Is the Jeffrey Dahmer series on Netflix accurate?

Here's what's fact vs. fiction

Evan Peters as Jeffrey Dahmer
(Image credit: Netflix © 2022)

Is the Jeffrey Dahmer series on Netflix accurate?

Countless viewers have watched Evan Peters transform into the role of the disgraced figure, but where has the streaming service taken liberties with its  fictionalized retelling? Surely there must be a few discrepancies throughout the new Ryan Murphy series.

While yes, some details are altered slightly to suit Netflix's take on the string of crimes, it is in fact, an accurate portrayal of the serial killer's story. Dahmer's actions are akin to a real-life horror movie—but far more disturbing—which is perhaps why people have questioned fact from fiction.

Here are a few instances where Dahmer – Monster: The Jeffrey Dahmer Story altered details.


Is the Jeffrey Dahmer series on Netflix accurate?

Glenda Cleveland

Niecy Nash as Glenda Cleveland in episode 107 of Dahmer. Monster: The Jeffrey Dahmer Story

(Image credit: Netflix © 2022)

Yes, Cleveland was a real part of the story and a crucial part in having Dahmer caught by authorities. In real life, she wasn't his next-door neighbor, as the new series suggests. She had lived in an apartment complex nearby. Dahmer's actual neighbor, Pamela Bass, also caught on to his wrongdoings. 

Officers Balcerzak and Gabrish

A big moment in the series is when two policemen are called to Dahmer's apartment on Cleveland's behalf. She had witnessed a young man—which turned out to be 14-year-old Konerak Sinthasomphone—outside of the building, naked and incoherent. Cleveland and her family had tried to prove that something was horribly wrong, yet the cops ultimately believed Dahmer's lie that the two "lovers" were involved in a quarrel. 

In the Netflix adaptation, Officers Balcerzak and Gabrish are given the title of "Office of the Year," when in fact Glenda's efforts—with the assistance of Reverend Jesse Jackson—helped get the two briefly suspended.

Ronald Flowers

Flowers was one of the fortunate survivors of Dahmer's brutal actions. 

In the series, after Flowers' car breaks down, Dahmer escorts him to his grandmother's home and insists that he will help him get back up and running. What he does instead was drug him and attempt to kill him. Dahmer's grandmother intervenes and insists Flowers get medical attention, likely his saving grace. He woke up in the hospital, disoriented and lucky to be alive, and found ligature mark around his neck and signs of sexual assault. 

Flowers in real life has chosen to remain quiet, but did speak in a 2012 documentary, Jeffrey Dahmer: Mind of a Monster, where he admits that the whole experience was "sheer terror."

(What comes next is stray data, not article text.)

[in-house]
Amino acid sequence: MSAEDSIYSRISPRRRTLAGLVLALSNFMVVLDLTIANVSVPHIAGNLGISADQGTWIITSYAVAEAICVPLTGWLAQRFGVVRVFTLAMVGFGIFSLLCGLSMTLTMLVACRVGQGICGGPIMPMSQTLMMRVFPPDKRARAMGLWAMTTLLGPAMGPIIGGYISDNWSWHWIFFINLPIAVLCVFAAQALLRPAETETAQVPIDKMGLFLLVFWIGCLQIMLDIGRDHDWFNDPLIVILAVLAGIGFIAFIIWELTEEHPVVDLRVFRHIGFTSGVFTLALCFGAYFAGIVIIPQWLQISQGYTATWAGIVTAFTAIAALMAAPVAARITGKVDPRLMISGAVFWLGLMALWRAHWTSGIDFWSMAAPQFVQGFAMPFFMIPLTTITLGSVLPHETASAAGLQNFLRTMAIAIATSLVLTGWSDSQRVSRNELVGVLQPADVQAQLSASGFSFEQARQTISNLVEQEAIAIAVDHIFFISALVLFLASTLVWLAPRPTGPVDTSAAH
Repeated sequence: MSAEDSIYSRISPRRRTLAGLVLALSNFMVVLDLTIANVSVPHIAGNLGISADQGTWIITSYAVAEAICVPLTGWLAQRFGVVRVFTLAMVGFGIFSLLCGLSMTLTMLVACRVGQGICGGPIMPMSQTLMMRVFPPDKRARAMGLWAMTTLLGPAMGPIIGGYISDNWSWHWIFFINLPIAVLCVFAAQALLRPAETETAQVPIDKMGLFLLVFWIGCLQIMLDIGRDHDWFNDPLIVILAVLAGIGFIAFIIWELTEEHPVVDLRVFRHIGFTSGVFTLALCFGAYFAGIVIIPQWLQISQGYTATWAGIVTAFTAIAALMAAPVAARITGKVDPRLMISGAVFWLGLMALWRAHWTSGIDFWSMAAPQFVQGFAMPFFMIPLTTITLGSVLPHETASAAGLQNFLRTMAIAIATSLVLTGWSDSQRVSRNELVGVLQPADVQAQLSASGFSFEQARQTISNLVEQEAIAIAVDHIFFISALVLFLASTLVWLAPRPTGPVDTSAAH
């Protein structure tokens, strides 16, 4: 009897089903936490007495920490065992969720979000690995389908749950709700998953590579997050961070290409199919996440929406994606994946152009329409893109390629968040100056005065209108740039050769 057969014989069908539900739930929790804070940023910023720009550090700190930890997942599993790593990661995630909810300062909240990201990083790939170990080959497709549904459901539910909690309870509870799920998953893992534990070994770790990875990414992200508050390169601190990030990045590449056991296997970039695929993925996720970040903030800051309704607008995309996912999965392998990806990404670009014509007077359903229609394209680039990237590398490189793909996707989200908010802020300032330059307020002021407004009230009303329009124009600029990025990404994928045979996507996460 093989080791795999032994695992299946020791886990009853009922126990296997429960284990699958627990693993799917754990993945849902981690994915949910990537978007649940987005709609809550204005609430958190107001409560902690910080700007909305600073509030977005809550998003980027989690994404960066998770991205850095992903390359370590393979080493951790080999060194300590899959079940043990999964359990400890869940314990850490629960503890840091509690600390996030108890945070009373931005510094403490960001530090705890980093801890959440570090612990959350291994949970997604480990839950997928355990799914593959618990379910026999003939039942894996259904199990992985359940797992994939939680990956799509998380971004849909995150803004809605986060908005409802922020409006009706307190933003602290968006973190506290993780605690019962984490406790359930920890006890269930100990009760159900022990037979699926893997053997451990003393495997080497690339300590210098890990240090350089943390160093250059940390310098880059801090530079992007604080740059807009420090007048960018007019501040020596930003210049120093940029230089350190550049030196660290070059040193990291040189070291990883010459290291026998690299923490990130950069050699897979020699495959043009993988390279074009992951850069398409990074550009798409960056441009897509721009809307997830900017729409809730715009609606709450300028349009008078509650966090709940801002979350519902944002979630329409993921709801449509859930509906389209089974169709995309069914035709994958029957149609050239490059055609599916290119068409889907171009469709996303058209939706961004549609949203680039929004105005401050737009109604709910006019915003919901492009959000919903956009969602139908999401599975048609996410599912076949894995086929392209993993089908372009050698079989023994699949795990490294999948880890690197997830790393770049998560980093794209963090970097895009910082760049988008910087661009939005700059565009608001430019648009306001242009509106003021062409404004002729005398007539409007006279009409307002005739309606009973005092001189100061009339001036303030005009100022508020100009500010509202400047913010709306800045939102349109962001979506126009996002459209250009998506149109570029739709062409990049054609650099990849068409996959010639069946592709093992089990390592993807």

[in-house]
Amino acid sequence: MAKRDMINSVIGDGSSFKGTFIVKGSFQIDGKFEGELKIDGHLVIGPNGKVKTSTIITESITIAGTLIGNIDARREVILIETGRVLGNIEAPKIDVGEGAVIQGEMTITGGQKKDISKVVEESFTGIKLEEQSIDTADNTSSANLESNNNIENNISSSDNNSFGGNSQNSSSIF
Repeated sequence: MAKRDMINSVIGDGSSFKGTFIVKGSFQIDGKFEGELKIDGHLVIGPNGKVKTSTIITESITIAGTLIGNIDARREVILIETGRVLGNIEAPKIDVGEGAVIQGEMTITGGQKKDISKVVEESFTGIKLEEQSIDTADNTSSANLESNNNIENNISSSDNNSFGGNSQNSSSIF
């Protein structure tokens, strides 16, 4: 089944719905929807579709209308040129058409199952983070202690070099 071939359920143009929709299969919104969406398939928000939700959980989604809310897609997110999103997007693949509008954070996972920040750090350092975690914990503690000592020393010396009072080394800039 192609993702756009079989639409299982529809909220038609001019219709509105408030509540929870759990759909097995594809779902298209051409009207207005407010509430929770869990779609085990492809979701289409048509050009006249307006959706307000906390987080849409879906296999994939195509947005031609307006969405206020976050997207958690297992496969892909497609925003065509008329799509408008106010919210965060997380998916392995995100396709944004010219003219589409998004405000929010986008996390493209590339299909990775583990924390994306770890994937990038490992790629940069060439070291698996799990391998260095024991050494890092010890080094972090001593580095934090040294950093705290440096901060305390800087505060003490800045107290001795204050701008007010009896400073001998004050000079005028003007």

In the show, Dahmer and Flowers cross paths after their initial meeting, and Flowers insists to a companion of Dahmer's that he's "crazy." It's not clear whether this encounter actually happened in real life.  

Dean Vaughn

Vaughn was an actual neighbor's of Dahmer's, but the series seems to suggest that Dahmer took his life. Vaughn was found strangled in his apartment in 1991, and to this day it remains an unsolved murder.

Jeffrey Dahmer's glasses

Although Peters appears in court wearing the signature specks in the Netflix series, Dahmer for the most part did not have his eyewear on in his actual court case, allegedlly because he didn't want to face victims' families.

Dahmer – Monster: The Jeffrey Dahmer Story is now streaming on Netflix. The three-part docu-series, Conversations with a Killer: The Jeffrey Dahmer Tapes, will arrive on Netflix on October 7

Danielle Valente
Digital News Writer

Need a TV show recommendation? Maybe a few decor tips? Danielle, a digital news writer at Future, has you covered. Her work appears throughout the company’s lifestyle brands, including My Imperfect Life, Real Homes, and woman&home. Mainly, her time is spent at My Imperfect Life, where she’s attuned to the latest entertainment trends and dating advice for Gen Z.

Before her time at Future, Danielle was the editor of Time Out New York Kids, where she got to experience the best of the city from the point of view of its littlest residents. Before that, she was a news editor at Elite Daily. Her work has also appeared in Domino, Chowhound, and amNewYork, to name a few. 

When Danielle’s not writing, you can find her testing out a new recipe, reading a book (suggestions always welcome), or rearranging the furniture in her apartment…again.